NetWellness is a global, community service providing quality, unbiased health information from our partner university faculty. NetWellness is commercial-free and does not accept advertising.
Sunday, December 21, 2014
Do I Need to Have a Hysterectomy at 25?
I have suffered with abnormal bleeding since i had my first child 7 years ago. I have had 2 more children since. I bleed between periods and sometimes periods are only 10 days to 2 weeks apart. I had a colposcopy done in june 2009 as i had CIN3 cells and a biopsy was taken of a growth. I have tried various forms of contraception to try and stop the bleeding but nothing has worked. The gyno doctor now says that my only option is a hysterectomy or i can continue to suffer with the bleeding. Is there anything else i could try? I`m not keen on having a hysterectomy but i`m starting to feel like i`ll have no other choice
Abnormal bleeding is one of the most common reasons that women visit gynecologists. Sometimes the reason for irregular or frequent bleeding is hormonal, and this is the kind of problem that is most easily solved with hormonal medication. Birth control pills are the most common medication prescribed to regulate menstrual cycles, but are not suitable for all women, depending on other factors like smoking history and medical history.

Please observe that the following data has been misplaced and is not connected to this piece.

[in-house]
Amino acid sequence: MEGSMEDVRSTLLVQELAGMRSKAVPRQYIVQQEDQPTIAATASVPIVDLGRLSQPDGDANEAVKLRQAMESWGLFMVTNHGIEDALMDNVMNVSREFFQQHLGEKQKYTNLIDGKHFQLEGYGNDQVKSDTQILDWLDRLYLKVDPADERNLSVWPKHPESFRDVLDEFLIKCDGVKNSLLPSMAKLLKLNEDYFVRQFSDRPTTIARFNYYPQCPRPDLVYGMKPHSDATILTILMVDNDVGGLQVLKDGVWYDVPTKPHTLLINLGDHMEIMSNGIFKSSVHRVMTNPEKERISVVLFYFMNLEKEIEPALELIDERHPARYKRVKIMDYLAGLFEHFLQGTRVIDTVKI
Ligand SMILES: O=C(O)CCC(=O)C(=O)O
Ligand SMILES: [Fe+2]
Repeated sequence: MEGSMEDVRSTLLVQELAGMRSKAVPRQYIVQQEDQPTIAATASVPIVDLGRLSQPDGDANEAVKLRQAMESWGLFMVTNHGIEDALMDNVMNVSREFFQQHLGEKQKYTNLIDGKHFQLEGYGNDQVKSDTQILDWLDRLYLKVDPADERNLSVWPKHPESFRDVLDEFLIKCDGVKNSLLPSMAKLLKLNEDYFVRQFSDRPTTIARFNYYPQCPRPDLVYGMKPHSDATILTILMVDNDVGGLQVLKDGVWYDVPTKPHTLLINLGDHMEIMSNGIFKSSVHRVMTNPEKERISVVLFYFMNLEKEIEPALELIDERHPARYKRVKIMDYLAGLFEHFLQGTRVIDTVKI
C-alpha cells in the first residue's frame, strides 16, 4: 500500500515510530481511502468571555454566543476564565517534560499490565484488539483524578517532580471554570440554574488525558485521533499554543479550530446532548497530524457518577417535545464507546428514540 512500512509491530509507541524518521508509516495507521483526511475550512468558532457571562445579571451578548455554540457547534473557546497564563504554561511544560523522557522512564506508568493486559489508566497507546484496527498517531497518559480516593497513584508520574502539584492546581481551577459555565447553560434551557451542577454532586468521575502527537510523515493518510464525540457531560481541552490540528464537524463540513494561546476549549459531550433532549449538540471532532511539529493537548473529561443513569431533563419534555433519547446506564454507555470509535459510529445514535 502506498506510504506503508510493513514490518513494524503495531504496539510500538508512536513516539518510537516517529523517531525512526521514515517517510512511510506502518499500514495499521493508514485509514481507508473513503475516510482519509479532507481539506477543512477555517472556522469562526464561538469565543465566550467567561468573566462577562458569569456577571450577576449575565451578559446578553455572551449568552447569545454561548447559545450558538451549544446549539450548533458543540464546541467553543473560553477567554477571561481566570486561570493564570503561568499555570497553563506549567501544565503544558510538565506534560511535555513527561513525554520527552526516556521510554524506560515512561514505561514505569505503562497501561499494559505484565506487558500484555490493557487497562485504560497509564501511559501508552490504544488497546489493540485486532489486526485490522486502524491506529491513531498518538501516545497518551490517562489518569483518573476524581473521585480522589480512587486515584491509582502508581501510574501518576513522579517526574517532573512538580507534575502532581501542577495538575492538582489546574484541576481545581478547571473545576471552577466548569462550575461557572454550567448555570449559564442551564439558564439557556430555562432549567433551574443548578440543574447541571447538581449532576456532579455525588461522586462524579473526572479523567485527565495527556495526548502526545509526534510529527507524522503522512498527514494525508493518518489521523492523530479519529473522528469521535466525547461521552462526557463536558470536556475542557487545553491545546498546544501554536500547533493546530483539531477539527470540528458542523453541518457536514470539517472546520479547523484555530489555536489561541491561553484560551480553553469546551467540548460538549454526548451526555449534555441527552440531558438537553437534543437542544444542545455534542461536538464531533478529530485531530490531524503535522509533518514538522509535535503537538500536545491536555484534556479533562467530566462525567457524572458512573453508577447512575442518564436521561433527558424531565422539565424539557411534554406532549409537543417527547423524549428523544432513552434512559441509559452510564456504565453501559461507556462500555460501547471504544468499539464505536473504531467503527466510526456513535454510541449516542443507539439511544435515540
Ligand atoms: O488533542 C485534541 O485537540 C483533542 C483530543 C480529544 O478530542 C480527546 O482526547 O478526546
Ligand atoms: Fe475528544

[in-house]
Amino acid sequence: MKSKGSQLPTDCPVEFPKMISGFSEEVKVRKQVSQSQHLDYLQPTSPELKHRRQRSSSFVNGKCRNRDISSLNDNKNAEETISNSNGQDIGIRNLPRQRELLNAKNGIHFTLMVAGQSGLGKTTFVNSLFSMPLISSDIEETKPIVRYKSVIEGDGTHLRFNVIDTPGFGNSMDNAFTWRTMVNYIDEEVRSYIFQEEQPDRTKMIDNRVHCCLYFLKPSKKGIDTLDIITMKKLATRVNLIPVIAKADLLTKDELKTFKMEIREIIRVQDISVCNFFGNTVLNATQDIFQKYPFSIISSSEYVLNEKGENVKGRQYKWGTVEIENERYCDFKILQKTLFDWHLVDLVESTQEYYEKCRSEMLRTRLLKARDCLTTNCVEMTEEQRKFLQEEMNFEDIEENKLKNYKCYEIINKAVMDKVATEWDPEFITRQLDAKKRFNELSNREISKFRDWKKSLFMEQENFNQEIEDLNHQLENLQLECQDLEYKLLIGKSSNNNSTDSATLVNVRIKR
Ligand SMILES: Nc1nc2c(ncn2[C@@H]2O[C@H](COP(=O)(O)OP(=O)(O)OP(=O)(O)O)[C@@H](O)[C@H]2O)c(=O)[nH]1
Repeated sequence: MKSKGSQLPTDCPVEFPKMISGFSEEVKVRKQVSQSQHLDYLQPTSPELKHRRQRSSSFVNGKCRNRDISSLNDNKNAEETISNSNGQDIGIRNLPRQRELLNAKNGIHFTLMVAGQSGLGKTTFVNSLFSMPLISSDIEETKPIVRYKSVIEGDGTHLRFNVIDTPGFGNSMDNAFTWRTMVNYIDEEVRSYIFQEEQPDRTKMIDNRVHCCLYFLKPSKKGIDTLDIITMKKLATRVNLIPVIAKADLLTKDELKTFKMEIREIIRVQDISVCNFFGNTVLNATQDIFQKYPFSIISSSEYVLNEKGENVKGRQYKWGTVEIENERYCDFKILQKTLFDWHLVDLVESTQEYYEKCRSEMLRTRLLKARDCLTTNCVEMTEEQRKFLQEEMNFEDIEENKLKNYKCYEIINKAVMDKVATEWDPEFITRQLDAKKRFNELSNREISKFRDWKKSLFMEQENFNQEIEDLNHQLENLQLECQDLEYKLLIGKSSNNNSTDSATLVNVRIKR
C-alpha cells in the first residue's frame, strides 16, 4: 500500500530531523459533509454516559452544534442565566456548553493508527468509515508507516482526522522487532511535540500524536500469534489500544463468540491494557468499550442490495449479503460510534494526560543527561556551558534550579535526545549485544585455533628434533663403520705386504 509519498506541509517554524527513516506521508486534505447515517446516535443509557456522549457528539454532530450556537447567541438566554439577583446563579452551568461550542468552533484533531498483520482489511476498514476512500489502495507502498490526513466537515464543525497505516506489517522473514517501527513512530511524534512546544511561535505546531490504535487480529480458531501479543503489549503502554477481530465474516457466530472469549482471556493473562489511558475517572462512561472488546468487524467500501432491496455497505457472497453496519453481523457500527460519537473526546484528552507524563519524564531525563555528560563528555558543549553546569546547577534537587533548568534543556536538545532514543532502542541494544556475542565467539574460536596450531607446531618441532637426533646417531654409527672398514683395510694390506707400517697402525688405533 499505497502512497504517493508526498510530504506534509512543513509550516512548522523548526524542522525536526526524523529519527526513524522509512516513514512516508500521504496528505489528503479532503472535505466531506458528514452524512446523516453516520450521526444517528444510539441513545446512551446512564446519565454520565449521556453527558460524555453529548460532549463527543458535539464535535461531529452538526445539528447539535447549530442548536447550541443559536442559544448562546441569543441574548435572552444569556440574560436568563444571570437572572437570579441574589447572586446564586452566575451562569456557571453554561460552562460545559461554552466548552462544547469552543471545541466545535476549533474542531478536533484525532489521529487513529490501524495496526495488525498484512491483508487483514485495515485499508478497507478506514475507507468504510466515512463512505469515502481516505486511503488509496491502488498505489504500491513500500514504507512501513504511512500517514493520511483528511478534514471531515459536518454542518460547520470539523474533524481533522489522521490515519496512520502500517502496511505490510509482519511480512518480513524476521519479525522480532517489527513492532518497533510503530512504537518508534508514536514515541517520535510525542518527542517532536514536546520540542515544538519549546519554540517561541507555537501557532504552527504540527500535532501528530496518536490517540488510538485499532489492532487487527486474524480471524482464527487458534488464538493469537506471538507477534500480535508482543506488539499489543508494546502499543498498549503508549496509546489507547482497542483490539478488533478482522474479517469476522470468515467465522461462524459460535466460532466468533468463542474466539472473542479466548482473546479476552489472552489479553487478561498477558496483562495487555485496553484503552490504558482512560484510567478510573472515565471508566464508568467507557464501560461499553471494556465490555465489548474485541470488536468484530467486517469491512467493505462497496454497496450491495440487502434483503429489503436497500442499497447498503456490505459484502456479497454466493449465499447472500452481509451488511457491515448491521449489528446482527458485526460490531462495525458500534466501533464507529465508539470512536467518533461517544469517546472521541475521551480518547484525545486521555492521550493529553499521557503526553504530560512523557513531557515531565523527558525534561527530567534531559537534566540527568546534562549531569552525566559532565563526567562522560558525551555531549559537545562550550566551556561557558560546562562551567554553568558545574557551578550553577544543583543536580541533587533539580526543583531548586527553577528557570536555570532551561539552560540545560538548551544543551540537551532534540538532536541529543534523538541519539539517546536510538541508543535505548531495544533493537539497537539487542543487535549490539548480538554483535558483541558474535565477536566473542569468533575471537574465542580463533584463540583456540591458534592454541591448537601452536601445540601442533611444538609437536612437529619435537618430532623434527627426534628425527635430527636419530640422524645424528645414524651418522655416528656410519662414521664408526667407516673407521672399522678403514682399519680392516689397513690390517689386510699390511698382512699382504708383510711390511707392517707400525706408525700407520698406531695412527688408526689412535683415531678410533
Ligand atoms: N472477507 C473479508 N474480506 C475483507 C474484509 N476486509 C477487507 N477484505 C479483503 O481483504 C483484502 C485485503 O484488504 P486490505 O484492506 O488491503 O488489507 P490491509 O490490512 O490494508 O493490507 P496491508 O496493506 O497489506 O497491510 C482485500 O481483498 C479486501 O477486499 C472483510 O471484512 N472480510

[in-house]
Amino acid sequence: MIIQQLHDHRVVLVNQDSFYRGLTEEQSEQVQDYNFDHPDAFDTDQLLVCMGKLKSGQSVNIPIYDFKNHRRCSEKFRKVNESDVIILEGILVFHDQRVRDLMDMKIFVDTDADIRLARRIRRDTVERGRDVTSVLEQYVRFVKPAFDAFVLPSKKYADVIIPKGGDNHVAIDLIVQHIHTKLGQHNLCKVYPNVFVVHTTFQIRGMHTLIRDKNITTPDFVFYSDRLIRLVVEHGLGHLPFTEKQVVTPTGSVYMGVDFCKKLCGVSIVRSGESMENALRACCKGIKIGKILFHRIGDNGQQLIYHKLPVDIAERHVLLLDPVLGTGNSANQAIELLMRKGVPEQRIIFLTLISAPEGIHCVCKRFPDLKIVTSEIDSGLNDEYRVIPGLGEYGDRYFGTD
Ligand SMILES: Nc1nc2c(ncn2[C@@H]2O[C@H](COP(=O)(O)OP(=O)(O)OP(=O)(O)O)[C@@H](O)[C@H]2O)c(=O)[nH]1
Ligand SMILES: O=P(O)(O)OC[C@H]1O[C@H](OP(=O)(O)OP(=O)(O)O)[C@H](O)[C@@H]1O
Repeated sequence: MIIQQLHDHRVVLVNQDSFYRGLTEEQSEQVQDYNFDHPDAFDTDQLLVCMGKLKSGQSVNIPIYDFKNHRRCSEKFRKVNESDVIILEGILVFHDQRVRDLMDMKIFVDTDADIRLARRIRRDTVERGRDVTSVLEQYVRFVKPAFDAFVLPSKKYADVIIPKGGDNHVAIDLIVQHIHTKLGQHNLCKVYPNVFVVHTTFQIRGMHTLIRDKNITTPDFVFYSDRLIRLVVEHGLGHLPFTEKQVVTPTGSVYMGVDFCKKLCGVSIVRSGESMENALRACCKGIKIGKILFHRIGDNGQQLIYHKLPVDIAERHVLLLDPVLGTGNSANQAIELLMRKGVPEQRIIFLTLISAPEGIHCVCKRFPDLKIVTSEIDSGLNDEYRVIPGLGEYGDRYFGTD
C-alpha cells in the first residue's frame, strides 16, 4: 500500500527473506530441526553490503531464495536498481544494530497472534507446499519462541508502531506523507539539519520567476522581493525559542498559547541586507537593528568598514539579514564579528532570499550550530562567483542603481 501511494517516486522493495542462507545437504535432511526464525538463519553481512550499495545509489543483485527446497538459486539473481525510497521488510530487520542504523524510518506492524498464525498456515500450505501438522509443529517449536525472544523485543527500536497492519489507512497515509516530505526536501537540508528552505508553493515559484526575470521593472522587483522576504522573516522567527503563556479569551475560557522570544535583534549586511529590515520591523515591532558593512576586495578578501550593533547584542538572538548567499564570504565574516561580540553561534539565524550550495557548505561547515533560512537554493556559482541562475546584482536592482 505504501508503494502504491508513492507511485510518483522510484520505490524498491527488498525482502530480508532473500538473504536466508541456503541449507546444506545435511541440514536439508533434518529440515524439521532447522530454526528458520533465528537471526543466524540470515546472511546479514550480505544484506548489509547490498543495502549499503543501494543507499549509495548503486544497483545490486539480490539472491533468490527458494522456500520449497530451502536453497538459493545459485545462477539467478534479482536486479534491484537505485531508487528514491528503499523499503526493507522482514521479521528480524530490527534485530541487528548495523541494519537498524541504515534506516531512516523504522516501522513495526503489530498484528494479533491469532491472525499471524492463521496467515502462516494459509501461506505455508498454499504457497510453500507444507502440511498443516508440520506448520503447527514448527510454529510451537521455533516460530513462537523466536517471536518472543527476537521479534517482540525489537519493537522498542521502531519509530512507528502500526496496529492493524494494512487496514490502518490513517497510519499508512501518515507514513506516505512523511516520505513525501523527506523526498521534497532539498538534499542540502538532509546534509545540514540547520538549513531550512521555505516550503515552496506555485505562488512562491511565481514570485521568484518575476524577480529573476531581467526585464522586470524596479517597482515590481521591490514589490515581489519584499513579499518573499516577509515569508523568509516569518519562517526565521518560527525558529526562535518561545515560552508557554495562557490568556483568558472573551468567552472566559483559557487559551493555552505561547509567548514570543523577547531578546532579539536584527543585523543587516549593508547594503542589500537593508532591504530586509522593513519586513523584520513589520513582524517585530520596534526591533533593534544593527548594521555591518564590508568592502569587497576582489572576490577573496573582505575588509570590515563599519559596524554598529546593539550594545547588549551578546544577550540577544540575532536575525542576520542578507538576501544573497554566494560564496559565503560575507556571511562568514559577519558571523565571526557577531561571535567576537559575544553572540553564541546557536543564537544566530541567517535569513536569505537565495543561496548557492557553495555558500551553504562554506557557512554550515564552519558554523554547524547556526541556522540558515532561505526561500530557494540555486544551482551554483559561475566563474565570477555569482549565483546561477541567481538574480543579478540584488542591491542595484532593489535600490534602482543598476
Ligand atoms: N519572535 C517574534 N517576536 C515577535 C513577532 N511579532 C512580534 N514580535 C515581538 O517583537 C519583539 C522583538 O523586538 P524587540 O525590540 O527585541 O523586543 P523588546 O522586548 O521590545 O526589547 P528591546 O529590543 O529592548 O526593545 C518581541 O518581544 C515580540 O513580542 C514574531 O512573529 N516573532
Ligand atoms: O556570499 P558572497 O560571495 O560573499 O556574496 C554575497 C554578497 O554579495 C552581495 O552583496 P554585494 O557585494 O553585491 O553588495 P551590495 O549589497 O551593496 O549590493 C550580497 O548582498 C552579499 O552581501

Intrauterine devices and endometrial ablation (destroying the lining of the uterus with heat or electricity) can also reduce uterine bleeding without resorting to major surgery.
Some abnormal bleeding is caused by structural or organic factors such as tumors, infection or vascular issues. If a growth such as a polyp or fibroid is found, it is more likely that surgery will be necessary. However, in a young woman interested in maintaining fertility, surgery can often remove the tumor while preserving the uterus.
Although cervical dysplasia (ie your CIN3) can lead to cancer if untreated, it can usually be removed with a minor procedure that spares the uterus.
Jonathan A Schaffir, MD
Clnical Associate Professor of Obstetrics & Gynecology
College of Medicine
The Ohio State University